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ACT's The Letter - Monday 3 November 2003

The Letter

Monday 3 November 2003


Politics has suddenly got exciting. While Labour claims to be pleased with Don Brash’s election, in fact Labour hoped that Bill English would remain leader. In retrospect, what is hard to understand is how 12 National MPs thought Bill could carry on.


National’s crisis is comprehensive. In both genders, all age groups and all races, National is behind Labour. On every issue – economy, education, health, welfare and foreign policy – National trails Labour. In Auckland, National failed to get one in five to support the party. National holds only two provincial seats and last election even lost Otago. If National falls below 20% it loses any credibility. The party’s membership is disastrous - almost no young people. The party’s funds are also low. Don Brash has taken over the Titanic of NZ politics after it has hit two icebergs and replaced two captains.


The question is whether National MPs realise how close the ship is to floundering. Stories abound of MPs switching their votes because Bill English offered them finance or deputy. For that party to make a comeback the MPs and party need to unite behind Brash.


National has had no strategy. Nor has the party set out what it stands for. Brash has done more to stake out a position, albeit using ACT’s language “a classic liberal”, than any previous leader since Muldoon.

Both Don Brash and Nick Smith have a very strong work ethic so we can expect an activist approach. Neither will be very tolerant of any MP who expects to sleepwalk to victory.


Labour will try to portray Dr Brash as a Barry Goldwater – too extreme to be elected. Don Brash is a gift in that he has made many speeches over the last decade. Labour will claim that Don Brash stands for: cuts in social spending; asset tests for super; increase in GST; a capital gains tax; privatisation; the end to NZ’s nuclear-free status. If the reasonable Don is drawn into defending capital gains taxes, etc, he will lose votes by the bucketful. He needs to remember the example of Hewson in Australia, who lost the unloseable election to Keating. Hewson advocated GST. Keating (who believed in GST) stole the election with a scare campaign that the Liberals were taxing food. Clark and Cullen are just as unprincipled.


The party that sets the agenda wins the election. Brash is doing well. The centre-right must win the economic argument and Brash’s line is a sound one - if this is as good as it gets, NZ will never catch Australia and we are doomed to be a second class nation with second class health, welfare and education. The centre-right must make it a values issue. Helen Clark and the rest of the childless cabinet have no sympathy or understanding of the issues facing families. This is a red button issue. Don Brash needs to revive the line his party was founded on. Governments should govern for the good of the whole nation hence National is called National. Labour governs for the benefit of a select interest group, that’s why it is called Labour. The economy, values and the national good! Fight the election on those three issues and Brash can be PM in 18 months.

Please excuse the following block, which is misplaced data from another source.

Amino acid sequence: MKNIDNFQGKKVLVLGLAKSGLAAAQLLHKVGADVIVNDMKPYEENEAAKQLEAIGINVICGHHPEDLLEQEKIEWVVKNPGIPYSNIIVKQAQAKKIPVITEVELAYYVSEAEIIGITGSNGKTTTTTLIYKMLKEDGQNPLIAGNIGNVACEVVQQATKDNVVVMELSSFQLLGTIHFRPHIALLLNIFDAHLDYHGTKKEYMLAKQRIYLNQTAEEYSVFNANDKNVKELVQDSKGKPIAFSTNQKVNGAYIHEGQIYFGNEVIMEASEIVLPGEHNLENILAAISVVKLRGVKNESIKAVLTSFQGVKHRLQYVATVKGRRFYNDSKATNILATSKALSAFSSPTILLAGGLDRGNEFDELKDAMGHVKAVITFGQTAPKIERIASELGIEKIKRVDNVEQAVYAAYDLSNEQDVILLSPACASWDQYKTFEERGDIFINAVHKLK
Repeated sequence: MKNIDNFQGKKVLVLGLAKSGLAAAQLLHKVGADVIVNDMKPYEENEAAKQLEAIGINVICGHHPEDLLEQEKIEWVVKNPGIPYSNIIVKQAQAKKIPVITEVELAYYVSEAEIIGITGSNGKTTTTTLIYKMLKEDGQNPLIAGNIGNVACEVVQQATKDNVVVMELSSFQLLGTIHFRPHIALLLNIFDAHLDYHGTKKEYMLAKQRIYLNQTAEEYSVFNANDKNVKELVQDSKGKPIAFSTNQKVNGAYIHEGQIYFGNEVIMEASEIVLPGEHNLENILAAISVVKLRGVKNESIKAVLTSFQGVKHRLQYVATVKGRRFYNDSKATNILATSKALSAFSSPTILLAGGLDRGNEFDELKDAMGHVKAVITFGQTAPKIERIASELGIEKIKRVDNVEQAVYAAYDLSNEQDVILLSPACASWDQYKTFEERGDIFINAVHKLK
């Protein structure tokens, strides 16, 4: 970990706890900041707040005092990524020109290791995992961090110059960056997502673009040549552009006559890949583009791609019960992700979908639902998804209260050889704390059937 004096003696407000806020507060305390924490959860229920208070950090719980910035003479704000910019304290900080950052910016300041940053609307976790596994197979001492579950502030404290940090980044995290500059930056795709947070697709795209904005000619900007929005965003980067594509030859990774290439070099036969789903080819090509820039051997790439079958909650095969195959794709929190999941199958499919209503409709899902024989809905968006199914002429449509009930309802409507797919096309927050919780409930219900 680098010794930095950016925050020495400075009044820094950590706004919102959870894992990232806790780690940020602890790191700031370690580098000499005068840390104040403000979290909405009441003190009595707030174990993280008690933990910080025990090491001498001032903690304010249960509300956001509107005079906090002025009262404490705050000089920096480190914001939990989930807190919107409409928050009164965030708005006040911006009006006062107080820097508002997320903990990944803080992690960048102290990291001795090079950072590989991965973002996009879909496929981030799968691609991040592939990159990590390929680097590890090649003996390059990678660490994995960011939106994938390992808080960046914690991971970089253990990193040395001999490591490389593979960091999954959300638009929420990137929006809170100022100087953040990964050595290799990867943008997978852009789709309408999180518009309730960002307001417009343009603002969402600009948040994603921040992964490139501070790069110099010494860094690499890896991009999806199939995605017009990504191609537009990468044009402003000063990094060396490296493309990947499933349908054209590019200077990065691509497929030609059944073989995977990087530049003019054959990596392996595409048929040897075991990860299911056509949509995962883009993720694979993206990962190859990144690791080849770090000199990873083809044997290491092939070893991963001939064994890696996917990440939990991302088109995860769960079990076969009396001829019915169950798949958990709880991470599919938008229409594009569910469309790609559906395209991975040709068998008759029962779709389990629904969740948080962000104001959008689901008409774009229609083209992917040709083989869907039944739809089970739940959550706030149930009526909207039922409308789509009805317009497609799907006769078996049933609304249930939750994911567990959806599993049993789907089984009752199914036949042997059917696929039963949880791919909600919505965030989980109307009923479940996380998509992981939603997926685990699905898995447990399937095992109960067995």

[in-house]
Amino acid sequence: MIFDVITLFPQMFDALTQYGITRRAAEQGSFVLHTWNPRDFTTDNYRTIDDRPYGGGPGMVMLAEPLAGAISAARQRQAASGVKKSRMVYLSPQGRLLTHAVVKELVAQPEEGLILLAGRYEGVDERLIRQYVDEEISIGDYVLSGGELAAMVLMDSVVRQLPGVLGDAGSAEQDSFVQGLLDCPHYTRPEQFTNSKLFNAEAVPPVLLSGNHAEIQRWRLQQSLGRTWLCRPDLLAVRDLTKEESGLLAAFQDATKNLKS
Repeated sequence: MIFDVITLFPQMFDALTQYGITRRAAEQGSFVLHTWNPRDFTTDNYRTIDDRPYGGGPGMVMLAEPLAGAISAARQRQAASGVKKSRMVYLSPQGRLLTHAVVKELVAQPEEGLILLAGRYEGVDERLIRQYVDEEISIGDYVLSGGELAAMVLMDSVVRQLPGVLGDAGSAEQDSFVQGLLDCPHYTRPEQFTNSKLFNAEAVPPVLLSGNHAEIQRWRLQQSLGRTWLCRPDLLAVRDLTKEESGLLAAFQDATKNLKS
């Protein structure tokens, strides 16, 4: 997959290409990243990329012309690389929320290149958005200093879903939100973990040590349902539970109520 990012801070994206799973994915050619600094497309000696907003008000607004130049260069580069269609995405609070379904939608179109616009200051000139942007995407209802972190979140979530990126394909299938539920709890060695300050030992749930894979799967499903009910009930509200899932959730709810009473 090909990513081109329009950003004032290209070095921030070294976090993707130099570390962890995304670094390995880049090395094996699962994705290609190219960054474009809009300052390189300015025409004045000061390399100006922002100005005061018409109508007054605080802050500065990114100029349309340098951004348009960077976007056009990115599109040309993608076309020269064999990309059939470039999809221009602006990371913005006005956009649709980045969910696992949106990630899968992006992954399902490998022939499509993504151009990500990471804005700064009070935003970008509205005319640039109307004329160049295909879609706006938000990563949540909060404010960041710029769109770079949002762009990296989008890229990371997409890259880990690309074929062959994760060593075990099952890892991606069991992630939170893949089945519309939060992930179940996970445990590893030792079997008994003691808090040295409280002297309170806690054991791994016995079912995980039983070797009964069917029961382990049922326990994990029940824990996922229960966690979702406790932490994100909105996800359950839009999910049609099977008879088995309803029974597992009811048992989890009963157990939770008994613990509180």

ACT is pleased with Brash’s election. A leader is not the party as the election of left-leaning Nick Smith as Deputy shows. Brash may favour ACT’s ‘low tax, less government’ message, but as PM he has no chance of implementing any of these policies unless ACT does well. We do not have a presidential system. Every PM, even Clark, must get a parliamentary majority on every measure. ACT’s role is now more important than ever.


ACT’s strategists expect ACT’s polling to take a big hit as many ACT voters tell pollsters they are voting National to indicate personal support for Brash. The strategists are not concerned. ACT’s focus group polling shows that voters across the spectrum see ACT playing a vital role in parliament. The question, “Is parliament better or worse because ACT is in the house?”, is answered “Better!” by 80% of National voters, and 50% of centre-left voters. The same question regarding United Future, results in a “Who?” response. So while ACT believes there will be a short-term polling slump, the next election is expected to be the best yet.


Billboard seen in Ohariu-Belmont recently, “Brash for PM – Dunne for community board”.


United’s unconditional support for urgency has made Labour the fastest lawmakers in the world. In Labour’s first three years, 243 acts of parliament were passed – 221 government, eight members’, eight local and six private bills. Since the last election to 21 October, 124 bills have been passed. 115 government, two members’, four local and three private. At this rate Labour will pass a third more new laws. New regulations are just pouring out. So far this year 286 new regulations, so last year’s 423 looks like being exceeded. While Labour talks of lowering compliance costs, the reality is more and more laws. Over 4000 pages of new laws and regulations every year.


Republican leaders say the roaring 7.2 percent growth in the US economy is proof that tax cut policies work. The third quarter growth rate was the strongest showing since 1984 and way ahead of analysts’ expectations. House Speaker Dennis Hastert: “We said all along that if we passed a tax cut that would put more money in consumers’ pockets, that if we put more confidence back in markets and gave investors more incentives to invest, we would have stronger economic growth. We were right. These growth numbers show that people have more confidence in the economy, and the President’s tax cut helped inspire that confidence.” Cullen will remain in denial.


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